D.M. Absolutely! I would say the painters of the Venetian School, Titian, Tintoretto, Veronese, Bellini, with a particular emphasis on Tintoretto. I love the fact that according to Carlo Ridolfi his biographer, Tintoretto had a sign in his studio that read,"Colorito di Tiziano, disegno di Michelangelo.” (Ridolfi, Carol, Vita del Tintoretto, 1642, publication). I couldn't agree more. I often refer to Titian or Michelangelo, among many others, for ideas or inspiration. I have always found the innovators in art to be the most interesting. I look at the history of art in a very atemporal way and find ideas and inspiration from all of it. A few artists I particularly focus on are Greek artists like Apelles of Kos, Agesander, Athenodoros and Polydorus, to Ellsworth Kelly, Judy Pfaff, Frank Stella, Anselm Kiefer, and Bill Viola. I also often look to Caspar David Friedrich, Kazimir Malevich, Barnett Newman, and Willem de Kooning.

E.R. Can you describe us an artwork currently shown on the Artsail platform, where you are represented by ARTEA Gallery, which best reproduces your creative philosophy?

D.M. Artsail is a wonderful platform that is so rewarding and interesting to explore. ArteA Gallery features a work of mine titled, Nushu, 2019 that is 91 x 112 cm. This painting made with seven red hues is an excellent example of how my work differs from most shaped paintings. Artists like Frank Stella, Elizabeth Murray, Ellsworth Kelly, George Sugarman, Mary Heilmann make their shaped paintings by building a form before painting it. My process is the opposite. I work on a large sheet of aluminum where I paint very freely, spontainiously, and gesturally, allowing for drips and pentimenti. Once the paint is dry enough, I cut away the negative spaces. The resulting freely painted gesture determines the form of the painting. I come from a serious study of the gestural abstract work of the modernists but lived through the ironic and somewhat cynical post-moderns. My work is not negative, ironic, or cynical at all. I am striving for authenticity and a poetry of deeply felt passion.

E.R. On the 10th of September your solo show will open in Venice. Its title is "PATHWAYS". Can you tell us something more about it?

D.M. I believe the exhibition's title was conceived by Gianluca Ranzi, who generously and brilliantly curated the exhibition. He is a wonderful curator and writer who I had the great pleasure to meet at my first solo exhibition at ArteA Gallery in Milan. For me, "PATHWAYS" is a marvelous title as it touches on many different interpretations. Pathways are connectors; they take you from one place to another. They imply exploration and connections. Some are clear and well established, sometimes we make our own new pathway. The path could be the path of the brush and paint, the path of art history, the path of the artist, or the path of the viewer. I like to think of PATHWAYS as connection between the artwork, the viewer, and the artist. I was very excited to learn that my work will be shown in dialogue with the work of Tintoretto. How timely as he was working at a time the world was challenged by a plague just as we are now. I personally feel very connected to Tintoretto as he, perhaps more than any other artist of his time, worked in a very painterly, gestural, and immediate way. His pivotal painting, The miracle of the Slave or Miracle of St. Mark painted in 1548 (commissioned for the Scuola Grande di San Marco, now in the Gallerie dell'Accademia in Venice), is for me among the greatest works in the history of art. The remarkable invention of Saint Mark flying over the viewers into the painting is nothing short of miraculous. This invention forces the viewers to participate in the work rather than be casual observers of the work. Perhaps the exhibition's title, "PATHWAYS," is about forging a connection between Jacopo Robusti (called Tintoretto) and Donald Martiny.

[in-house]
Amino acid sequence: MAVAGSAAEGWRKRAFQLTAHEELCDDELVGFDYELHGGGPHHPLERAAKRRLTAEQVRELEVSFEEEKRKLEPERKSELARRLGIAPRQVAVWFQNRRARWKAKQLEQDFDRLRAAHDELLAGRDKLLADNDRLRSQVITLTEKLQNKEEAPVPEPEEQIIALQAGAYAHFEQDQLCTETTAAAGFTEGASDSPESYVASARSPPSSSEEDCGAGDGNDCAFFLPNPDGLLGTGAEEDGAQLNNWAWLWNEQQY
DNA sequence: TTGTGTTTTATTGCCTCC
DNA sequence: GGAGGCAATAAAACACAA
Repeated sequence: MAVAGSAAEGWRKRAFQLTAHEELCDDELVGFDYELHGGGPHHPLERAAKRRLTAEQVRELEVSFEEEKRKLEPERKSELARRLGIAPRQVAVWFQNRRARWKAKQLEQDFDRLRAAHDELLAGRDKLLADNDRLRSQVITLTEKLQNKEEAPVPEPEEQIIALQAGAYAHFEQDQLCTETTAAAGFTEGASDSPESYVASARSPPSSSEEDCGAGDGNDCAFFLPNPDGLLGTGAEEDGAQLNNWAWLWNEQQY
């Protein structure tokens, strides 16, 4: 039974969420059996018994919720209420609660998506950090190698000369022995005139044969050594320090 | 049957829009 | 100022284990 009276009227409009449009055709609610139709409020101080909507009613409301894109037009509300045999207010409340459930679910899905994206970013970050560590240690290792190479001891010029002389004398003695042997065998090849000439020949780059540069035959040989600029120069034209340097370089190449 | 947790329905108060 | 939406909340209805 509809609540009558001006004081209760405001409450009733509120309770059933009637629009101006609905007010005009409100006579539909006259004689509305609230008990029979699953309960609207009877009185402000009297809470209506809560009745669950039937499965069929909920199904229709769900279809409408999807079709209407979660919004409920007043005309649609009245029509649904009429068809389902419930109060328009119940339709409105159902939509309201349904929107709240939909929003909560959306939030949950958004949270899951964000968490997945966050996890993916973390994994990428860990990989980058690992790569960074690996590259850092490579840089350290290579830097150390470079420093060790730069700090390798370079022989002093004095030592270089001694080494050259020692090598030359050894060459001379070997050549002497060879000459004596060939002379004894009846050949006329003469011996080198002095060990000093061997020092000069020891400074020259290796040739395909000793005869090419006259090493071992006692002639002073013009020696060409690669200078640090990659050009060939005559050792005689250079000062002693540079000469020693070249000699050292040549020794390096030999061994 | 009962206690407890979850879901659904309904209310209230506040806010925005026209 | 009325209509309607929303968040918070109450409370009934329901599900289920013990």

Born in Genoa, Milanese by adoption, Elisabetta Roncati decided to combine her university education in economics and management with her passion for culture with a goal: bringing people closer to the art market in a clear, easily understandable and professional way. Interested in all forms of artistic and cultural expressions, contemporary and otherwise, she has two great passions: textile art and African art. As an art consultant, she firmly believes that culture has the power to transcend the boundaries of individual nations, creating a global community of art lovers. In 2018 he founded the registered trademark Art Nomade Milan that she uses to speak about art and culture on the main social media platforms.